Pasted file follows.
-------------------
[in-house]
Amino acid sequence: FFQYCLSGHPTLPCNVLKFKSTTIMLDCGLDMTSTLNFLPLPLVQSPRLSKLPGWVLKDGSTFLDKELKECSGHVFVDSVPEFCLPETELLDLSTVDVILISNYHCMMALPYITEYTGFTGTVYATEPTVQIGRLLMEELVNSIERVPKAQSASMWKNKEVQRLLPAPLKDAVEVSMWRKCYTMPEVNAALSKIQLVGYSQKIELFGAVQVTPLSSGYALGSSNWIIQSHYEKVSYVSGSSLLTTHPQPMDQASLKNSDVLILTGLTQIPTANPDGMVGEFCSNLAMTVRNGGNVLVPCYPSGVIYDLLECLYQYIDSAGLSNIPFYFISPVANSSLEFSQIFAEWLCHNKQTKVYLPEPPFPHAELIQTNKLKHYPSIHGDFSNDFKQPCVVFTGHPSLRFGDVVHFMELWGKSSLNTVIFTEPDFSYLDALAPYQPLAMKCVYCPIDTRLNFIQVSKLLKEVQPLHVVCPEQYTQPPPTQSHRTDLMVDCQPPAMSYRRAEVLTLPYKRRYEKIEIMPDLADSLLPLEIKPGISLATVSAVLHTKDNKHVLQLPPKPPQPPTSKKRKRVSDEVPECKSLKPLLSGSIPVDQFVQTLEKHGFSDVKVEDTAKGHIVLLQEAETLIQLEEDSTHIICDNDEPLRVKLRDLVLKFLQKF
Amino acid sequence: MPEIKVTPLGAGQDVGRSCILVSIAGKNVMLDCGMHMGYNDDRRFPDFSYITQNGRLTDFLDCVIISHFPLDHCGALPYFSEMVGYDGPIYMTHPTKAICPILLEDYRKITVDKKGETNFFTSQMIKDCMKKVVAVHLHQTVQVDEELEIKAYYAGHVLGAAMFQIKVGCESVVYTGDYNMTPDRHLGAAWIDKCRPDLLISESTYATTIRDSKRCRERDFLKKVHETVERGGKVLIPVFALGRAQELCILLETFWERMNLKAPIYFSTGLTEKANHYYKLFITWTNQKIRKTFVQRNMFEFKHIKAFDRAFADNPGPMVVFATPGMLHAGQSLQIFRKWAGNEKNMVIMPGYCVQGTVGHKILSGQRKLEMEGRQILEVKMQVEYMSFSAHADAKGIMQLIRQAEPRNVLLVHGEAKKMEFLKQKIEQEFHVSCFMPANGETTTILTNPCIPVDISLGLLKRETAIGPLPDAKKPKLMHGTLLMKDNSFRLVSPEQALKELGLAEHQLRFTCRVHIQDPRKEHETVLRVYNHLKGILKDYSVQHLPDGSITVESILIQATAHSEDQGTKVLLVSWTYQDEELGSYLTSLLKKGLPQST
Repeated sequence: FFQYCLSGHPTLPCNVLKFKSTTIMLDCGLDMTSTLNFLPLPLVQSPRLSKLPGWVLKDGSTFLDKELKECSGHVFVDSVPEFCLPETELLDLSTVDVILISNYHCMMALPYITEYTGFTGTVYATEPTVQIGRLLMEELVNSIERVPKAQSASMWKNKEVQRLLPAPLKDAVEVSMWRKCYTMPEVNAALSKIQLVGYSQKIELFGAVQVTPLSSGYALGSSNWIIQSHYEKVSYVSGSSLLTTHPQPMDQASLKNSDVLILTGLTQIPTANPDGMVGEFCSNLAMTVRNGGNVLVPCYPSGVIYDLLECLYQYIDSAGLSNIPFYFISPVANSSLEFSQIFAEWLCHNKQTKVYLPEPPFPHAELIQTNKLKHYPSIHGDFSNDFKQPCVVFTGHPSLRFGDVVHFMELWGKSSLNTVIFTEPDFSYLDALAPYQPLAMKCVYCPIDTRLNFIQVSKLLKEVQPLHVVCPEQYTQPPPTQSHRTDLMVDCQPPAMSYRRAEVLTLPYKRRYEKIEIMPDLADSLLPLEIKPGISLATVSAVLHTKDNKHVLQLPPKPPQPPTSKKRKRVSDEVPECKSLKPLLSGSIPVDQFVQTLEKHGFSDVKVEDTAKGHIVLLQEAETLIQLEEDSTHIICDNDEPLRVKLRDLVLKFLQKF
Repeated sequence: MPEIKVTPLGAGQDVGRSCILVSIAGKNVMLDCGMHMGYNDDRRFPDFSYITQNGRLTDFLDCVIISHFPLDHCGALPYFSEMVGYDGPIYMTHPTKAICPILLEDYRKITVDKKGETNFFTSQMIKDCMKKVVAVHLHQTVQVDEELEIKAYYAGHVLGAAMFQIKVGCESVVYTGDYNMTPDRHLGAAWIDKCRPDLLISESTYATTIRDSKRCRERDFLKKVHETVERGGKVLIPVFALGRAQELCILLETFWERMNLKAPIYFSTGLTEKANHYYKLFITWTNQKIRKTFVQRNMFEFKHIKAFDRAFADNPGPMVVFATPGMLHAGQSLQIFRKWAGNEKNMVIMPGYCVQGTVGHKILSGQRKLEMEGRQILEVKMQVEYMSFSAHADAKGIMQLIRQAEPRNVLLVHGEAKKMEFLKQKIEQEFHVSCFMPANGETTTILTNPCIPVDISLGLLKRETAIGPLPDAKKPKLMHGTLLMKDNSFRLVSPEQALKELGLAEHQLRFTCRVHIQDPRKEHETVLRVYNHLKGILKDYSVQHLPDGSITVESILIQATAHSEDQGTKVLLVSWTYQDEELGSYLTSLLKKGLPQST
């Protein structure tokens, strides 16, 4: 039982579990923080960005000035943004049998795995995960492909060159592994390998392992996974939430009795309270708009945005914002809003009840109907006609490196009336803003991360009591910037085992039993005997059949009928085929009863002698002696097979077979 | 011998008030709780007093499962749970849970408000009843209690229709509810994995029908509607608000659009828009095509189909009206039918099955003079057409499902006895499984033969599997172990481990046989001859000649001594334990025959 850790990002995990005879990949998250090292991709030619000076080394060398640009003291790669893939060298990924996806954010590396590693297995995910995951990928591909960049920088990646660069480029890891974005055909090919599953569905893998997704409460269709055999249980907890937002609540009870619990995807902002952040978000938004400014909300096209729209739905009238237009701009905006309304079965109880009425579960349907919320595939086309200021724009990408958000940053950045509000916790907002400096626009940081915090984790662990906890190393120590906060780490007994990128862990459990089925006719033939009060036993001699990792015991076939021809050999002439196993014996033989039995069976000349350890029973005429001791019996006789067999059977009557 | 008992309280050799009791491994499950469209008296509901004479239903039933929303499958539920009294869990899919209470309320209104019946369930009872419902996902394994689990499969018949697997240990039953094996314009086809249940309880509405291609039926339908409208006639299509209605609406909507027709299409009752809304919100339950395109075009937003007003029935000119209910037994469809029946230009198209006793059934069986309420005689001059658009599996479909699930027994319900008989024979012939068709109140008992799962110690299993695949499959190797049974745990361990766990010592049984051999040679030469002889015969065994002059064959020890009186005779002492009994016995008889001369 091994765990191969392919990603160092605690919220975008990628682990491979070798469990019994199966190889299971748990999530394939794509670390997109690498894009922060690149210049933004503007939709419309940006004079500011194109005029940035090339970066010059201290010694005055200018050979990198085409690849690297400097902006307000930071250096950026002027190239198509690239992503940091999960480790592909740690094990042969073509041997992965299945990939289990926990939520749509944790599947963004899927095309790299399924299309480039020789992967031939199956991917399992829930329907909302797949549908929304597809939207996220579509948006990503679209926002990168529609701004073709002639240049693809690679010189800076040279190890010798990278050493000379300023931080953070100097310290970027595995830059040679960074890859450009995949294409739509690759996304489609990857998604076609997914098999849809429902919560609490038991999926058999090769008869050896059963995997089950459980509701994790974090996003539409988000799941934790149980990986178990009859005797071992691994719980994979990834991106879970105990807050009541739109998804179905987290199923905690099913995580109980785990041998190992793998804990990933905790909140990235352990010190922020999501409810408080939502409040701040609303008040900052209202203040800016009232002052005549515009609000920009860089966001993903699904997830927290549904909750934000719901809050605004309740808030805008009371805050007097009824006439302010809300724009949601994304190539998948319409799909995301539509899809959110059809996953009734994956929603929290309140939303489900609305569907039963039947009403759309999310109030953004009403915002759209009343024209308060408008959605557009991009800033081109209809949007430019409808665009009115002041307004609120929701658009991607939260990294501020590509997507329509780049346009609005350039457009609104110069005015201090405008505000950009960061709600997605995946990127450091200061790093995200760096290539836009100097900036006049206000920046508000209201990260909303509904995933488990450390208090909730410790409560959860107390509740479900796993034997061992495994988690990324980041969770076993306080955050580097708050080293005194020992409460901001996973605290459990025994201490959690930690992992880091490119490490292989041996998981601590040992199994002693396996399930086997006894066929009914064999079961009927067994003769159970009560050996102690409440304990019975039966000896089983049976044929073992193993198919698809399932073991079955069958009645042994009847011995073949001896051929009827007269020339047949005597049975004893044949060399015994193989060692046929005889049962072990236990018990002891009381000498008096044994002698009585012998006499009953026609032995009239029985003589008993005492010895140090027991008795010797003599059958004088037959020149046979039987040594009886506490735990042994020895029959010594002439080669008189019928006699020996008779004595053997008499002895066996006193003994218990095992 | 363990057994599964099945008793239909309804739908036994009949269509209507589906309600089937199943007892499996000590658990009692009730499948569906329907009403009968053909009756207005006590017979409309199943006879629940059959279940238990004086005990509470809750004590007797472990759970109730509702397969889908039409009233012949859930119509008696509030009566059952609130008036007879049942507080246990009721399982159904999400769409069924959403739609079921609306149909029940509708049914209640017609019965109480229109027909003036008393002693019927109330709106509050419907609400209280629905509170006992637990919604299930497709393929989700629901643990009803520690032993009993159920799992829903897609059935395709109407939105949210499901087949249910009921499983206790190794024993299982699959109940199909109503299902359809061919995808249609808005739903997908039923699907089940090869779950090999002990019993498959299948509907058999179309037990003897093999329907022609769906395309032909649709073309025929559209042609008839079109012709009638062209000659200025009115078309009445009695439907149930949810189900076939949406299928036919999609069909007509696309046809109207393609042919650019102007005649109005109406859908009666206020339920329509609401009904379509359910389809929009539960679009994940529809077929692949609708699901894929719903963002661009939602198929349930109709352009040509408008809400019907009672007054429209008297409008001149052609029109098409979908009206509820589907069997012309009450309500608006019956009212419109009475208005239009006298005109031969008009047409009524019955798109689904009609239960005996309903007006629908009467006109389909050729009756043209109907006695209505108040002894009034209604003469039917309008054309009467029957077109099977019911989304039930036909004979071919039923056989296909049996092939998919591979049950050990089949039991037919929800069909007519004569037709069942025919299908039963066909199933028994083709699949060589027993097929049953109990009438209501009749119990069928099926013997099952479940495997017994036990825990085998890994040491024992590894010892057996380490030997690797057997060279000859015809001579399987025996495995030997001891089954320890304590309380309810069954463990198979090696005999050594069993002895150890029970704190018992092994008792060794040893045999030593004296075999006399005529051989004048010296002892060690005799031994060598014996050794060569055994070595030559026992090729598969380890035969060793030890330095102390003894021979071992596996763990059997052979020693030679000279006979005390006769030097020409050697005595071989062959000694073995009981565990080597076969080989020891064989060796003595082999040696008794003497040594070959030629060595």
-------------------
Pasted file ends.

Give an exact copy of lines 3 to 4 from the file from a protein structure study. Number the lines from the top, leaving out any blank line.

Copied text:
Amino acid sequence: MPEIKVTPLGAGQDVGRSCILVSIAGKNVMLDCGMHMGYNDDRRFPDFSYITQNGRLTDFLDCVIISHFPLDHCGALPYFSEMVGYDGPIYMTHPTKAICPILLEDYRKITVDKKGETNFFTSQMIKDCMKKVVAVHLHQTVQVDEELEIKAYYAGHVLGAAMFQIKVGCESVVYTGDYNMTPDRHLGAAWIDKCRPDLLISESTYATTIRDSKRCRERDFLKKVHETVERGGKVLIPVFALGRAQELCILLETFWERMNLKAPIYFSTGLTEKANHYYKLFITWTNQKIRKTFVQRNMFEFKHIKAFDRAFADNPGPMVVFATPGMLHAGQSLQIFRKWAGNEKNMVIMPGYCVQGTVGHKILSGQRKLEMEGRQILEVKMQVEYMSFSAHADAKGIMQLIRQAEPRNVLLVHGEAKKMEFLKQKIEQEFHVSCFMPANGETTTILTNPCIPVDISLGLLKRETAIGPLPDAKKPKLMHGTLLMKDNSFRLVSPEQALKELGLAEHQLRFTCRVHIQDPRKEHETVLRVYNHLKGILKDYSVQHLPDGSITVESILIQATAHSEDQGTKVLLVSWTYQDEELGSYLTSLLKKGLPQST
Repeated sequence: FFQYCLSGHPTLPCNVLKFKSTTIMLDCGLDMTSTLNFLPLPLVQSPRLSKLPGWVLKDGSTFLDKELKECSGHVFVDSVPEFCLPETELLDLSTVDVILISNYHCMMALPYITEYTGFTGTVYATEPTVQIGRLLMEELVNSIERVPKAQSASMWKNKEVQRLLPAPLKDAVEVSMWRKCYTMPEVNAALSKIQLVGYSQKIELFGAVQVTPLSSGYALGSSNWIIQSHYEKVSYVSGSSLLTTHPQPMDQASLKNSDVLILTGLTQIPTANPDGMVGEFCSNLAMTVRNGGNVLVPCYPSGVIYDLLECLYQYIDSAGLSNIPFYFISPVANSSLEFSQIFAEWLCHNKQTKVYLPEPPFPHAELIQTNKLKHYPSIHGDFSNDFKQPCVVFTGHPSLRFGDVVHFMELWGKSSLNTVIFTEPDFSYLDALAPYQPLAMKCVYCPIDTRLNFIQVSKLLKEVQPLHVVCPEQYTQPPPTQSHRTDLMVDCQPPAMSYRRAEVLTLPYKRRYEKIEIMPDLADSLLPLEIKPGISLATVSAVLHTKDNKHVLQLPPKPPQPPTSKKRKRVSDEVPECKSLKPLLSGSIPVDQFVQTLEKHGFSDVKVEDTAKGHIVLLQEAETLIQLEEDSTHIICDNDEPLRVKLRDLVLKFLQKF